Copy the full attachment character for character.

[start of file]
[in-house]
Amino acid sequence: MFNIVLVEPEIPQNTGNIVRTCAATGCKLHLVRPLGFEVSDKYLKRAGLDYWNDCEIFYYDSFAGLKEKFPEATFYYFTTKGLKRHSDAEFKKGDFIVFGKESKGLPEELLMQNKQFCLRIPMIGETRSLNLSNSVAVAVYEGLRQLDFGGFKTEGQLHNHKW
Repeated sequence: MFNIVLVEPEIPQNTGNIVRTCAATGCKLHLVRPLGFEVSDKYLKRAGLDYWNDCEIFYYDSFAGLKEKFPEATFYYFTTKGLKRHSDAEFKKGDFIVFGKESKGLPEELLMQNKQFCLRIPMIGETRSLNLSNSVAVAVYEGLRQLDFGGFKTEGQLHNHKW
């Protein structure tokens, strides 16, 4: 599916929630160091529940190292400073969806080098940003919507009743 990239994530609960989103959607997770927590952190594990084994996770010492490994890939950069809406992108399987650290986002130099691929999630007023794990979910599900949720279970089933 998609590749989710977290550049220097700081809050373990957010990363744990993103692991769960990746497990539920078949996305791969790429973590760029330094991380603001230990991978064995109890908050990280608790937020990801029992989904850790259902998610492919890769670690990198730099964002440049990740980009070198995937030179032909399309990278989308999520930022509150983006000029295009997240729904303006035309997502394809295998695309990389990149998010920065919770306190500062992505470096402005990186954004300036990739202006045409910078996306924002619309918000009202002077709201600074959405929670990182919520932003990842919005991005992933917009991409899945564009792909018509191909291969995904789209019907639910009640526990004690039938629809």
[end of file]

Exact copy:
[in-house]
Amino acid sequence: MFNIVLVEPEIPQNTGNIVRTCAATGCKLHLVRPLGFEVSDKYLKRAGLDYWNDCEIFYYDSFAGLKEKFPEATFYYFTTKGLKRHSDAEFKKGDFIVFGKESKGLPEELLMQNKQFCLRIPMIGETRSLNLSNSVAVAVYEGLRQLDFGGFKTEGQLHNHKW
Repeated sequence: MFNIVLVEPEIPQNTGNIVRTCAATGCKLHLVRPLGFEVSDKYLKRAGLDYWNDCEIFYYDSFAGLKEKFPEATFYYFTTKGLKRHSDAEFKKGDFIVFGKESKGLPEELLMQNKQFCLRIPMIGETRSLNLSNSVAVAVYEGLRQLDFGGFKTEGQLHNHKW
């Protein structure tokens, strides 16, 4: 599916929630160091529940190292400073969806080098940003919507009743 990239994530609960989103959607997770927590952190594990084994996770010492490994890939950069809406992108399987650290986002130099691929999630007023794990979910599900949720279970089933 998609590749989710977290550049220097700081809050373990957010990363744990993103692991769960990746497990539920078949996305791969790429973590760029330094991380603001230990991978064995109890908050990280608790937020990801029992989904850790259902998610492919890769670690990198730099964002440049990740980009070198995937030179032909399309990278989308999520930022509150983006000029295009997240729904303006035309997502394809295998695309990389990149998010920065919770306190500062992505470096402005990186954004300036990739202006045409910078996306924002619309918000009202002077709201600074959405929670990182919520932003990842919005991005992933917009991409899945564009792909018509191909291969995904789209019907639910009640526990004690039938629809």